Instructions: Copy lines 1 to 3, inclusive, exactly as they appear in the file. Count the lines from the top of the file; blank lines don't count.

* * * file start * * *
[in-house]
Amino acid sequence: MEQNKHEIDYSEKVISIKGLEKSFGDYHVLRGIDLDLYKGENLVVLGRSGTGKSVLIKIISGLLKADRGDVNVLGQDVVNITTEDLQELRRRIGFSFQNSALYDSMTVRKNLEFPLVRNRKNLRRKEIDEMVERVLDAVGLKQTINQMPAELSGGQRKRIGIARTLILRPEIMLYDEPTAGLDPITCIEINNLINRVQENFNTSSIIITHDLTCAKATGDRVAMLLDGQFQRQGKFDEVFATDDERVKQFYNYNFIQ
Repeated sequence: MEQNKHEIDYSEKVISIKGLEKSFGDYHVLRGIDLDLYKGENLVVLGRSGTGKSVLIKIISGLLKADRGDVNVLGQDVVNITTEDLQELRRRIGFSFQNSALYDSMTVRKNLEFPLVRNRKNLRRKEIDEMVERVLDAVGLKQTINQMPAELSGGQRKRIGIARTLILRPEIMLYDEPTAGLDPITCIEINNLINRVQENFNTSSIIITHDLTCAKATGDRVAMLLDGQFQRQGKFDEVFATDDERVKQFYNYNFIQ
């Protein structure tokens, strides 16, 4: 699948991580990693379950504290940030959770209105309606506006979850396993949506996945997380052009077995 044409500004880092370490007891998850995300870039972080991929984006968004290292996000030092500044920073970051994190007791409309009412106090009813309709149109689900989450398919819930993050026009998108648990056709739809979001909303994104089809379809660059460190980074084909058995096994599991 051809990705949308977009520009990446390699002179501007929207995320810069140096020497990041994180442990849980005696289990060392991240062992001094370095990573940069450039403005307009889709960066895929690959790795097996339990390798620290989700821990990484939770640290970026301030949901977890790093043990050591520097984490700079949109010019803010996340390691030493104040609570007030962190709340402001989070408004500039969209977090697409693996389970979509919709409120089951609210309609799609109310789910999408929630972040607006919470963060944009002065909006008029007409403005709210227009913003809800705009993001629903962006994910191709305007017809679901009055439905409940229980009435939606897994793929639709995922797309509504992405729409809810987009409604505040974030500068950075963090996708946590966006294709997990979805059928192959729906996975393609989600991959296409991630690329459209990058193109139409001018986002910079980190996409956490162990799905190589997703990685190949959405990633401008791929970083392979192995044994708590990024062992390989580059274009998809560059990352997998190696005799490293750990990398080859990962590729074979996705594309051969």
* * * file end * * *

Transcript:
[in-house]
Amino acid sequence: MEQNKHEIDYSEKVISIKGLEKSFGDYHVLRGIDLDLYKGENLVVLGRSGTGKSVLIKIISGLLKADRGDVNVLGQDVVNITTEDLQELRRRIGFSFQNSALYDSMTVRKNLEFPLVRNRKNLRRKEIDEMVERVLDAVGLKQTINQMPAELSGGQRKRIGIARTLILRPEIMLYDEPTAGLDPITCIEINNLINRVQENFNTSSIIITHDLTCAKATGDRVAMLLDGQFQRQGKFDEVFATDDERVKQFYNYNFIQ
Repeated sequence: MEQNKHEIDYSEKVISIKGLEKSFGDYHVLRGIDLDLYKGENLVVLGRSGTGKSVLIKIISGLLKADRGDVNVLGQDVVNITTEDLQELRRRIGFSFQNSALYDSMTVRKNLEFPLVRNRKNLRRKEIDEMVERVLDAVGLKQTINQMPAELSGGQRKRIGIARTLILRPEIMLYDEPTAGLDPITCIEINNLINRVQENFNTSSIIITHDLTCAKATGDRVAMLLDGQFQRQGKFDEVFATDDERVKQFYNYNFIQ